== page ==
Disclosure: This site may receive compensation when you click on some links and make purchases.

Santana Built Survivor: 1980 Land Rover Series 3

This 1980 Land Rover Series 3 is claimed to be an excellent survivor that was built under license by Santana Motor S.A. of Spain. This is an interesting wrinkle in the Land Rover story, as multiple companies in different countries were allowed to build popular Land Rover models practically in kit form. The seller claims the Santana-built examples were actually finished to a higher quality than ones built by the factory, and this preserved commercial-grade example certainly appears quite sound. Find it here on eBay for $29,500 and the option to submit a best offer.

The Rover sports some kind of tow attachment, but I’m not sure what the hook assembly could be used for. I dig the old-school mudflaps that reference a dealer group that’s still in existence in Spain today. The body looks fabulous and the seller claims it never spent a night outside – always garaged. I’m not sure what some of the other stickers and emblems reference, but the period-correctness oozing off of this Rover is hard to ignore. Mileage is claimed to be low at just over 22,000.

Pictures aren’t the greatest but the seller does work hard to show off the Rover’s solid body and frame. The floors look good, and as any old-school Rover enthusiast can attest, it’s not hard to spot flaws in a vehicle as utilitarian as this. The seller notes that this generation of the Santana Series III benefited from improvements made by the factory, and there actually is a specific footnote in various Land Rover web archives regarding the 1978-1983 Series 3 (as opposed to the earlier 1974-1978 Series 3’s) that indicates engineering improvements were made on this specific generation.

Although the seller is located in the Netherlands and the Landie is in Spain, the seller says that importation won’t be a problem to most major countries thanks to ample port access. You can view this low-mileage specimen somewhere near Barcelona, but given the number of videos we’ve seen of Land Rovers being destroyed by our over-attentive government, you’ll want to be sure all the paperwork and VIN plates are in good order before paying for sea transport. Have any of you inspected a Santana-built Land Rover in the flesh?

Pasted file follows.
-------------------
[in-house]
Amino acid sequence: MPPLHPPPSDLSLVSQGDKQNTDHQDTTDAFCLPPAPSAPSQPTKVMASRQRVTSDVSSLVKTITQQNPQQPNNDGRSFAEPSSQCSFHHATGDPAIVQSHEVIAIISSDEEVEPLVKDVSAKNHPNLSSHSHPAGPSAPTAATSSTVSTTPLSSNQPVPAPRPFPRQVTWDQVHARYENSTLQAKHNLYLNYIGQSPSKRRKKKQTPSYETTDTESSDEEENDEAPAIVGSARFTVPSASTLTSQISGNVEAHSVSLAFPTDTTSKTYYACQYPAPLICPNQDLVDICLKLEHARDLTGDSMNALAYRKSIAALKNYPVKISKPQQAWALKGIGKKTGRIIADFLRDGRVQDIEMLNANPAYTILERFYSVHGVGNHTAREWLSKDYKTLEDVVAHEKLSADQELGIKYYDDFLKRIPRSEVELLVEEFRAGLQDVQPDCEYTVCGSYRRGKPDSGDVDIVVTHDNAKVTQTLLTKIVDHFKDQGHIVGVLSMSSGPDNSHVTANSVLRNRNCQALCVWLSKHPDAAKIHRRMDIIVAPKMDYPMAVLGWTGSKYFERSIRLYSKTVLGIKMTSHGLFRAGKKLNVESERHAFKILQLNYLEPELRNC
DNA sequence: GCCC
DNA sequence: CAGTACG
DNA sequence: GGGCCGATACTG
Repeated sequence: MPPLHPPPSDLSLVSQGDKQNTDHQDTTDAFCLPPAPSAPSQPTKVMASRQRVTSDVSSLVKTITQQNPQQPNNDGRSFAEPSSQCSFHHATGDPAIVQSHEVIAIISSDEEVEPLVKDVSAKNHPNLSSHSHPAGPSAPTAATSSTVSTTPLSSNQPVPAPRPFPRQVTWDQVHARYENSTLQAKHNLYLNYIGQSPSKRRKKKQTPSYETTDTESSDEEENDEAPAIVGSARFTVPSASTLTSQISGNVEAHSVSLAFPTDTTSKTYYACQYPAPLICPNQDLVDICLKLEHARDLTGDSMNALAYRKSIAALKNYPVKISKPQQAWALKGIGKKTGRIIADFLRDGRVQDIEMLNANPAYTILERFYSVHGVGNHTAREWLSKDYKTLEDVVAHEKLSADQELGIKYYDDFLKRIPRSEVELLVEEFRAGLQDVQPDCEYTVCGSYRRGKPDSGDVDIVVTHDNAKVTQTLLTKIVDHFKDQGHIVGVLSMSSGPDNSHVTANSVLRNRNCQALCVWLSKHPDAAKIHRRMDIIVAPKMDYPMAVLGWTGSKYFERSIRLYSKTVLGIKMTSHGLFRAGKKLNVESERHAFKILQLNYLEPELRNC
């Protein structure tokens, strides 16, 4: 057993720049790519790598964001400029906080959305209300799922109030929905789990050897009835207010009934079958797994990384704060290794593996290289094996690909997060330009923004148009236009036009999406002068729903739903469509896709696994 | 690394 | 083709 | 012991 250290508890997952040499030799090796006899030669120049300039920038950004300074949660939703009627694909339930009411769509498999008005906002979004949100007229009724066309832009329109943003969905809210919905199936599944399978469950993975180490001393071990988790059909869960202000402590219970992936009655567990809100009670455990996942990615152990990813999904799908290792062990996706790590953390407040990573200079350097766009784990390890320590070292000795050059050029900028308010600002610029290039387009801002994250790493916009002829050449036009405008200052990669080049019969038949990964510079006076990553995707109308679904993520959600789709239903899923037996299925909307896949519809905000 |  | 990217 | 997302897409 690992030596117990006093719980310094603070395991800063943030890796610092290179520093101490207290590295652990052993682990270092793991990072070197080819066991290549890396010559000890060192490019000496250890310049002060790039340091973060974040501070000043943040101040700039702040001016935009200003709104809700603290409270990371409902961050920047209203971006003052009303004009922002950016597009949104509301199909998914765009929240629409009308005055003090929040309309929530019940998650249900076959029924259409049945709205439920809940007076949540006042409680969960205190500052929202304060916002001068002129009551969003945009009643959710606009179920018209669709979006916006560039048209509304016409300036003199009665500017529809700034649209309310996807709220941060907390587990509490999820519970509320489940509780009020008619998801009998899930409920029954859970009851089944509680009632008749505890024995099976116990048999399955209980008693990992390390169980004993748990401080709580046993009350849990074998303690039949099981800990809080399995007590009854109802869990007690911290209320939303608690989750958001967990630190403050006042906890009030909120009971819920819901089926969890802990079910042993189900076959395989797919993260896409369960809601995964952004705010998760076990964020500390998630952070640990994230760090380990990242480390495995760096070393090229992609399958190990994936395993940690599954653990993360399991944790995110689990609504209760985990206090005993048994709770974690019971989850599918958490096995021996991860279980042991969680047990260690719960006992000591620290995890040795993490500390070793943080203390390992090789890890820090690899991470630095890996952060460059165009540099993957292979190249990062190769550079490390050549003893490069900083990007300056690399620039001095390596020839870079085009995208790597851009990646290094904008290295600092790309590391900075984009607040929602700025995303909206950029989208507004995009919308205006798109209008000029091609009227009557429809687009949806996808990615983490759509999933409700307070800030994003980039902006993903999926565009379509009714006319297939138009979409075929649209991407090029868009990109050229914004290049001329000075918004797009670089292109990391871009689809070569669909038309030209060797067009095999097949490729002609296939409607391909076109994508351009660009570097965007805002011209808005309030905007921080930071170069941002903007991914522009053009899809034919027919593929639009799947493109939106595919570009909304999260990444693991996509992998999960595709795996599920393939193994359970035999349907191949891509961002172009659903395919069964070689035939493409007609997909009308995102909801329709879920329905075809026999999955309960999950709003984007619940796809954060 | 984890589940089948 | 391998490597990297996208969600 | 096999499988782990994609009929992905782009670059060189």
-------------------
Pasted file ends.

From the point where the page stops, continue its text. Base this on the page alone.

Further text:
1. JW

    Very cool but shipping to Missouri would probably kill the deal for me.

    Like 0
  2. Eric Z

    Great car, it would fit really well into the museum of the Landy workshop nearby. They even have an original Rover car transporter in their collection, which would be the ideal addition.


    The worn blue sticker on the back right should be the sticker of the Spanish automobile club “Race”, i.e. the workshop provides free breakdown assistance on behalf of “RACE”, the members of “RACE”.

    The round sticker with the 80 on it means that the car may drive max. 80 km/h with a “suspended” car. In Europe, the maximum speed is 80 km/h if you pull an unbraked trailer with your car and 100 km/h if the trailer is braked.

    Like 0
  3. Martin Horrocks

    Massive price, dubious miles. Decent pickup like this is €5000 here in Spain. So nearly 25000€ sign-writing budget.

    Like 0
  4. jimmuh

    We owned a ’77 4-door Santana in the Nevada desert back in the ’80’s….great truck, better construction details than our ’77 LR Dormobile camper. Both were good to 51 mph without OD.

    Like 0
  5. chad

    I think it’s equipped 2 go out’n pick up heavy stuff.

    “…80 km/h with a “suspended” car….”
    Don’t know Y it’s got a “tow sticker”…

    Like 0
  6. Simon

    The 80 on the back means its only legally aloud to drive at 80kph the B / taller mechanico means its registered as a recovery truck for a garage im not 100% on the last one but we had a truck at the garage i worked at in spain with a similar crane but it had a cross bar with rubbers and chains on it much like the recovery trucks in the US have

    Like 0
  7. wade

    the hook assembly on the back is most likely used with a snatch strap for recovery. the plate that it is mounted to is usually used for a pintle hook.

    Like 0

Leave A Comment

RULES: No profanity, politics, or personal attacks.

Become a member to add images to your comments.


Get new comment updates via email. Or subscribe without commenting.